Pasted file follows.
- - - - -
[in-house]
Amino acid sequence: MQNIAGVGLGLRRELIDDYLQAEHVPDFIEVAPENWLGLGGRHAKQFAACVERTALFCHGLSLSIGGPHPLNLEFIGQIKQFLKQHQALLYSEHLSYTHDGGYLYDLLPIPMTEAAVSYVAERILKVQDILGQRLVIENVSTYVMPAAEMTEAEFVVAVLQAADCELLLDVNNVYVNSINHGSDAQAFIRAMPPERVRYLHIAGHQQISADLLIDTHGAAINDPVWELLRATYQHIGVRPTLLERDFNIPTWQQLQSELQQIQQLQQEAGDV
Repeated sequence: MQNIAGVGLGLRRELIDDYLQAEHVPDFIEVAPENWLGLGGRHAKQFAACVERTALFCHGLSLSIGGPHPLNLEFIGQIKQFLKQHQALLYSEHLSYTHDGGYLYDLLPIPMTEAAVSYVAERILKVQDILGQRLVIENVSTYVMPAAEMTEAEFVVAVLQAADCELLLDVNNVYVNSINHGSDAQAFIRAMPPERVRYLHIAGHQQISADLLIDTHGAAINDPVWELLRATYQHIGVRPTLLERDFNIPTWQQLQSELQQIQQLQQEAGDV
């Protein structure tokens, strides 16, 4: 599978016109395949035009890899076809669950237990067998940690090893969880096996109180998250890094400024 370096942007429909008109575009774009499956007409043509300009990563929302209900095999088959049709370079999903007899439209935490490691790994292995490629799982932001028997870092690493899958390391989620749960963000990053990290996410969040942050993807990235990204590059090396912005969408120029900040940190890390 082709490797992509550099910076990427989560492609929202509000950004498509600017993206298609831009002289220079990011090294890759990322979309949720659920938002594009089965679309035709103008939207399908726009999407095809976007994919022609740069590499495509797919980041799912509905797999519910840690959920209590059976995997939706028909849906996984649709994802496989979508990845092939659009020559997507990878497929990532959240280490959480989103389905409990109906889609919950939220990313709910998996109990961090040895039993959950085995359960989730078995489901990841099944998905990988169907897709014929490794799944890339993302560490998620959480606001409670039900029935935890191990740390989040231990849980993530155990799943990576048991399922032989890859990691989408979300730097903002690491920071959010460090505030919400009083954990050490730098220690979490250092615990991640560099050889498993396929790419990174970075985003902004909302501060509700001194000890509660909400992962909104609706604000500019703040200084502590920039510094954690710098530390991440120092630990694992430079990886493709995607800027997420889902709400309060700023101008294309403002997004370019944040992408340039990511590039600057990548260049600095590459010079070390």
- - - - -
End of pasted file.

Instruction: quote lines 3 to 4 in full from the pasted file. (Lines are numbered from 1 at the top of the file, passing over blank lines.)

Repeated sequence: MQNIAGVGLGLRRELIDDYLQAEHVPDFIEVAPENWLGLGGRHAKQFAACVERTALFCHGLSLSIGGPHPLNLEFIGQIKQFLKQHQALLYSEHLSYTHDGGYLYDLLPIPMTEAAVSYVAERILKVQDILGQRLVIENVSTYVMPAAEMTEAEFVVAVLQAADCELLLDVNNVYVNSINHGSDAQAFIRAMPPERVRYLHIAGHQQISADLLIDTHGAAINDPVWELLRATYQHIGVRPTLLERDFNIPTWQQLQSELQQIQQLQQEAGDV
């Protein structure tokens, strides 16, 4: 599978016109395949035009890899076809669950237990067998940690090893969880096996109180998250890094400024 370096942007429909008109575009774009499956007409043509300009990563929302209900095999088959049709370079999903007899439209935490490691790994292995490629799982932001028997870092690493899958390391989620749960963000990053990290996410969040942050993807990235990204590059090396912005969408120029900040940190890390 082709490797992509550099910076990427989560492609929202509000950004498509600017993206298609831009002289220079990011090294890759990322979309949720659920938002594009089965679309035709103008939207399908726009999407095809976007994919022609740069590499495509797919980041799912509905797999519910840690959920209590059976995997939706028909849906996984649709994802496989979508990845092939659009020559997507990878497929990532959240280490959480989103389905409990109906889609919950939220990313709910998996109990961090040895039993959950085995359960989730078995489901990841099944998905990988169907897709014929490794799944890339993302560490998620959480606001409670039900029935935890191990740390989040231990849980993530155990799943990576048991399922032989890859990691989408979300730097903002690491920071959010460090505030919400009083954990050490730098220690979490250092615990991640560099050889498993396929790419990174970075985003902004909302501060509700001194000890509660909400992962909104609706604000500019703040200084502590920039510094954690710098530390991440120092630990694992430079990886493709995607800027997420889902709400309060700023101008294309403002997004370019944040992408340039990511590039600057990548260049600095590459010079070390």